I have recently installed a 60' track around my outdoor fountain pond. Every time I use it, it needs the track cleaned with the LGB cleaner pad. The loco and rolling stock are secured out of the weather, as is the transformer, and I don't understand why it always runs erratically after a rain, or even overnight with a dew the next morning. After cleaning, it seems to run fine for several hours. I'm using the transformer for a Bachmann Big Hauler set, and wonder if a more powerful amperage would solve this problem. The track has two power connectors, located midway around the track from each other, and fed by the one transformer.

Please help me solve this annoying issue.

Thanks very much!

Terry
My small 65 foot double loop outdoor layout track has been there now 10 years and exposed to all types of weather, rain, snow, freezing rain, etc. So, after each winter I need to hand clean the rail tops with one of the red LGB track cleaning blocks. Then I use a drop or two of liquid ZAP Rail-Zip2 on each connecting rail joint...….luckily I have six foot flexible track sections so the task isn't too bad. Do the switches too, including putting a metal slides. Let this absorb into the joints for a few minutes then use a cloth to wipe off any liquid from the rail tops at each connection. You don't want the Rail-Zip to get on the loco or train car wheels to spread over all the track...….that will eventually gunk them up dirt etc.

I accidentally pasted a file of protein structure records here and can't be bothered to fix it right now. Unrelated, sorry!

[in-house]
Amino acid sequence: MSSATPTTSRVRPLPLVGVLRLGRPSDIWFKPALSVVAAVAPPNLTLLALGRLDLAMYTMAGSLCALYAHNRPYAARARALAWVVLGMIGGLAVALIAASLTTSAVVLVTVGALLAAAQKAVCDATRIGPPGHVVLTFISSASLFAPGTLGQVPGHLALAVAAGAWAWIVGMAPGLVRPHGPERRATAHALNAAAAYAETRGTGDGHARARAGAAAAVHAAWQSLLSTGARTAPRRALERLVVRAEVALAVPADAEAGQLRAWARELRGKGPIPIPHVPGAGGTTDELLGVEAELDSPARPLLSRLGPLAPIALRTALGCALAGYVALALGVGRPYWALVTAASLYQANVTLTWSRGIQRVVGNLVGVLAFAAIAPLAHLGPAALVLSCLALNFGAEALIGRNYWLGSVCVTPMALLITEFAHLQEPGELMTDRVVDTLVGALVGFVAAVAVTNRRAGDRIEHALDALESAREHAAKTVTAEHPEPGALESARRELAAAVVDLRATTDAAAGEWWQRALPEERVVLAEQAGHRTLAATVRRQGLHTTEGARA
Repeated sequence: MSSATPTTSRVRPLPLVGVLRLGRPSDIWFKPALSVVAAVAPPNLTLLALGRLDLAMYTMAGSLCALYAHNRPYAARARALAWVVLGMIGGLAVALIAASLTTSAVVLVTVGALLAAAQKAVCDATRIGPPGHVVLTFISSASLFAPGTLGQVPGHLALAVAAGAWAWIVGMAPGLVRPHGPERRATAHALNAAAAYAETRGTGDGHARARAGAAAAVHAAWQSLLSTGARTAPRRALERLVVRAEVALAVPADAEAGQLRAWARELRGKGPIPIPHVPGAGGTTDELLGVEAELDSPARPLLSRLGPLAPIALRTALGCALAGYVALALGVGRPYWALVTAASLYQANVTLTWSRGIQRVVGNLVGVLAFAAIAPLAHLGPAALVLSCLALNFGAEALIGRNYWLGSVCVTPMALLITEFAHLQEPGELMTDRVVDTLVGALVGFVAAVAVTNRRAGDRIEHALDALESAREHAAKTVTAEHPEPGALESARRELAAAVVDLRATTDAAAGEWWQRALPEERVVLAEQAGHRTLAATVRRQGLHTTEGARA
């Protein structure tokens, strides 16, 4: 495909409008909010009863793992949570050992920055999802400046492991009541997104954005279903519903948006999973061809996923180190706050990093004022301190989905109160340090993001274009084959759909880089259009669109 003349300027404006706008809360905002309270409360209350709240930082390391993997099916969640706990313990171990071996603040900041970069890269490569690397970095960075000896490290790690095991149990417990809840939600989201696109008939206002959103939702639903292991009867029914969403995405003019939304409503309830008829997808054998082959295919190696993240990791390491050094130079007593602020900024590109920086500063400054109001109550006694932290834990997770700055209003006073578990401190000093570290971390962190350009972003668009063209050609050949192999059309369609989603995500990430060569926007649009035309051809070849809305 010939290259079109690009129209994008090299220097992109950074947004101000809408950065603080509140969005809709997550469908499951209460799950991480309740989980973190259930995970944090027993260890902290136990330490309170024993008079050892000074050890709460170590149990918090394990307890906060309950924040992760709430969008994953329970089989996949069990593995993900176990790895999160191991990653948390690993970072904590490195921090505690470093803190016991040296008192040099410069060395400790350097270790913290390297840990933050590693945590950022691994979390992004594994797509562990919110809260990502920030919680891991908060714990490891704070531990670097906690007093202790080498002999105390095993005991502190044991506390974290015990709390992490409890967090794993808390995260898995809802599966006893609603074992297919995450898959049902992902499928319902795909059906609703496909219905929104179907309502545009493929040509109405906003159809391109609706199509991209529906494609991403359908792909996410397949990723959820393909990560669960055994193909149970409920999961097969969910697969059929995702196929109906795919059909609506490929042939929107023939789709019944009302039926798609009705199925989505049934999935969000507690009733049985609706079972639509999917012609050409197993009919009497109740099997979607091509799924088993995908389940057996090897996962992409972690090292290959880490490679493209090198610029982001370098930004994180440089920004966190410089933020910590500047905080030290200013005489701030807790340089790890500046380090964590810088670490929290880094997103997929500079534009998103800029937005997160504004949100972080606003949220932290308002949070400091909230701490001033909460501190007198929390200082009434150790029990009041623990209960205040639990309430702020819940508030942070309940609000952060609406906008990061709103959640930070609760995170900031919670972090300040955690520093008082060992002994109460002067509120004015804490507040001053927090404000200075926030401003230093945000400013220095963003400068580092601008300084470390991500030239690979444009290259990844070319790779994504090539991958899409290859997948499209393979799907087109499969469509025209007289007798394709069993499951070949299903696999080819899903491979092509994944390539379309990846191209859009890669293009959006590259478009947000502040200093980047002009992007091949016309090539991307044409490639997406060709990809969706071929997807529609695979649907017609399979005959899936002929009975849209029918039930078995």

The weather causes corrosion to the brass track joints over time, so it's a continual battle to keep good electrical connectivity throughout the layout. Also, when you first install a layout, it's a good idea to use some electrical connectivity paste on the ends of each rail joint, which again helps to protect the metal from weather corrosion. Some hobbyists even solder a wire between each track's rail joints to help ensure electrical connectivity but that's a heck of a lot of work!

Let the Forum know if the various suggestions posted to your help request have worked for you.